How To Turn Video & Photo Equipment Into Income Generating Assets

In our industry, we have to be hyper-resourceful to produce a sustainable income. We need to buy new equipment to improve our content quality and further our careers. But in our search to get more gigs, work more hours, and make more content, we forget that we’re sitting on valuable assets that can generate supplemental income. And now (as of the time I’m writing this), it’s more feasible than ever.

The platforms for renting out equipment, the popularity of freelance work, and the demand for freelance labor are at an all time high. Now is the time to make passive income from your stash of equipment.

So like a Choose Your Own Adventure book, you have three paths ahead of you:

  1. Peer-To-Peer Renting

  2. Production Renting

  3. Trading With Friends

Each of these has varying benefits and difficulties, depending on your jobs and current position. But also like a Choose Your Own Adventure book, you can flip back to the page and try the other options. Whenever you want.

Peer-to-Peer Renting

Accessibility: ☆☆☆☆

Frequency: ☆☆

Income: ☆☆

Perhaps the most accessible to those who live in or near a major city. Peer-to-peer (P2P) renting allows for a low barrier of entry way to get into renting out equipment.

Just sign up for a service like Kitsplit or Sharegrid (or both!!) and you can rent out your equipment in no time. It takes about 15 minutes to set up, and each item takes about 5min to post, but once it’s up then you don’t have to touch it. The platforms do the work for you. Then you just accept/deny rentals as they come in depending on your/the equipment’s availability. Then follow the instructions for renting to people, coordinate with a few texts, and get it done.

Alternatively, you can rent to people locally. I only do this with people I know or those my friends know. If you’re renting directly to people, make sure print a rental agreement contract for them to sign when checking out, and charge them for any damage/losses if necessary. Insuring equipment prior to this is a must.

Production Renting

Accessibility: ☆☆

Frequency: ☆

Income: ☆☆☆☆

Working with production companies or producers has a huge benefit to it: Kit fees. A kit fee is an additional charge for providing some of your gear (camera kit, G&E, accessories, etc). If you’re working directly with a client, you can include your equipment in the “equipment costs” part of your invoice. You should never provide your gear to a project for free unless you absolutely have to. Factor in your gear at a fair rate along with any rented equipment - combine them in the invoice so the client doesn’t question it. Or if you need to cut costs, include owned equipment separately in the invoice and slash the cost with a “(fill in the blank) discount”.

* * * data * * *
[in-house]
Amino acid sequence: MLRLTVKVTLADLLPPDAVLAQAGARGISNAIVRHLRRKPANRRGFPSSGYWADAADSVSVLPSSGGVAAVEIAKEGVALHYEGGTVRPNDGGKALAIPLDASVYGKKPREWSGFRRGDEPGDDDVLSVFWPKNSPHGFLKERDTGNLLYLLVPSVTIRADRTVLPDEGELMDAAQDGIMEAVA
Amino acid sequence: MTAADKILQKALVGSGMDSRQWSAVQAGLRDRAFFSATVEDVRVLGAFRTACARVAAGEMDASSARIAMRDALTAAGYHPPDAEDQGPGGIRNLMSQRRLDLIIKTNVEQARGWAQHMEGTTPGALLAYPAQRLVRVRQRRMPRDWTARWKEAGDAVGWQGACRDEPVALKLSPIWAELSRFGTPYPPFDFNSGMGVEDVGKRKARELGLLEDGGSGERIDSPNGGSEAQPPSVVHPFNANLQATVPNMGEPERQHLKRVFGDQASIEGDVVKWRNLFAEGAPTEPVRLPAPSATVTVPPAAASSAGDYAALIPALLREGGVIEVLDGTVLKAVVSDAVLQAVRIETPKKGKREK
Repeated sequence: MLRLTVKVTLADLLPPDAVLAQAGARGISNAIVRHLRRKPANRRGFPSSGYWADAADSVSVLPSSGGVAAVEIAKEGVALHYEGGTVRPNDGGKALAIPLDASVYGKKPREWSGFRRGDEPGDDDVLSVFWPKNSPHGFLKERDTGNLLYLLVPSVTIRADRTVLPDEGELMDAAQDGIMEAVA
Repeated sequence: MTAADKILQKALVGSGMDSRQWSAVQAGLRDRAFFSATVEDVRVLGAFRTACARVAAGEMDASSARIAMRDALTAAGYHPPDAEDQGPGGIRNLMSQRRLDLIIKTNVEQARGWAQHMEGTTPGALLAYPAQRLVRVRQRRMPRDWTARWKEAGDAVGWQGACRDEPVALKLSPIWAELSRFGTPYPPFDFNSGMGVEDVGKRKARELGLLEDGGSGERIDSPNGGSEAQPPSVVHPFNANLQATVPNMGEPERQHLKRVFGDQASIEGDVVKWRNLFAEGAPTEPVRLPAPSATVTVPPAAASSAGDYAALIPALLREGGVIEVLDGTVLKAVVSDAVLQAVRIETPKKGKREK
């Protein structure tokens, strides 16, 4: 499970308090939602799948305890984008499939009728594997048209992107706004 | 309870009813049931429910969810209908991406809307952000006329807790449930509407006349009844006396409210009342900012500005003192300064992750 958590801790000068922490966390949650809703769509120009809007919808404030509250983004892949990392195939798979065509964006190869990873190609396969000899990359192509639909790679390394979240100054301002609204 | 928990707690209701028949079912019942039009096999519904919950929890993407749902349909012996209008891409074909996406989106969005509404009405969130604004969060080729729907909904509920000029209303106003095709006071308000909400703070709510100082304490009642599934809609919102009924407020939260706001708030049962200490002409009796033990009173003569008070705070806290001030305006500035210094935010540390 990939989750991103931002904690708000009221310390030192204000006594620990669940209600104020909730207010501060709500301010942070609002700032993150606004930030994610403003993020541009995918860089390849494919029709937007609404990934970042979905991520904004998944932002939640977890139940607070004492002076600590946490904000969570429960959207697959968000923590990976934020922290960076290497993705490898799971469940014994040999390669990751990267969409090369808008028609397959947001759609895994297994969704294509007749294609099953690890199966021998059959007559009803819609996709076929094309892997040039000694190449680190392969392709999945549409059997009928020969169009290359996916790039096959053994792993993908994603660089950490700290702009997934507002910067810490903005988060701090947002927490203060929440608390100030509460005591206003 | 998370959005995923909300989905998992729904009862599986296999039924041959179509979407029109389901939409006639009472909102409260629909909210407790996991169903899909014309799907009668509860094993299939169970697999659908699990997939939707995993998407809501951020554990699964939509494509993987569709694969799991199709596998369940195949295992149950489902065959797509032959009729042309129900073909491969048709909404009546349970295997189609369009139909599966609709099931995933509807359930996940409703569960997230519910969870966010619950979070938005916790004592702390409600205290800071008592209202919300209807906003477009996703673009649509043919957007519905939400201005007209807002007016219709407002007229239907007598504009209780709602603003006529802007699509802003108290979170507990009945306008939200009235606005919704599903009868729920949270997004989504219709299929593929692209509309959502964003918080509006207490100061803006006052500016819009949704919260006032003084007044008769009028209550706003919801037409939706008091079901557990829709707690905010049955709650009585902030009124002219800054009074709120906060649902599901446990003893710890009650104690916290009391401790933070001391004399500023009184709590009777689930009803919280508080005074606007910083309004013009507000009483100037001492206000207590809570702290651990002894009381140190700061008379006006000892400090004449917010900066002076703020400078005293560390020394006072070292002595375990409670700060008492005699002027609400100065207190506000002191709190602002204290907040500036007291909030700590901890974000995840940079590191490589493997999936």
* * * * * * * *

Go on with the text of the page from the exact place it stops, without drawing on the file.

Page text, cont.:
The biggest benefit of renting to productions is that it’s all profit. There’s no overhead with time or costs. The main disadvantage is that you’ll likely get less rentals through productions. Production companies often rent gear from rental houses and smaller clients don’t like to pay for equipment costs.

Trading With Friends

Accessibility: ☆☆☆☆☆

Frequency: ☆☆☆

Income: ☆

If you don’t trust them, sign a contract or don’t rent to them. Don’t end up like this…

If you don’t trust them, sign a contract or don’t rent to them. Don’t end up like this…

Hands down the most accessible way to start renting out equipment is to trade with it. Trade your gear with friends so you can both benefit from it. You can rent it to them free for a shoot/project, with the condition that they work for you free for a shoot you’re doing coming up. Perhaps exchange your gear rental for renting a piece of their gear later, or use their editing computer, or borrow their car. Anything is possible, you just need to make sure they’ll hold up their end of the deal. And worst case scenario, you rented your gear for a few days for nothing. (Unless you think they’ll run off with your gear…then sign a contract)

If they’re on a paid client gig, you can also rent it to them at a discount to rental houses. And maybe let your friend keep it for an extra few days to mess around with it and make some cool personal projects. The trade economy is so important for building valuable networks of cash-free transactions. It’s so important for any freelancer strapped for cash.

I remember being too broke to own a camera 2 years ago, so I used this same technique to borrow a friend’s equipment for a few client projects. Pro tip: You don’t need to own equipment to start working.


Now take a look at your equipment stash…and realize that it’s ready to make some cash! In our industry, any income helps us get closer to the lifestyle we want to live. Try these options for your upcoming gigs. Drop me a line here if you have any questions or if this article helped you out.

How-To, TipsAlex MontoComment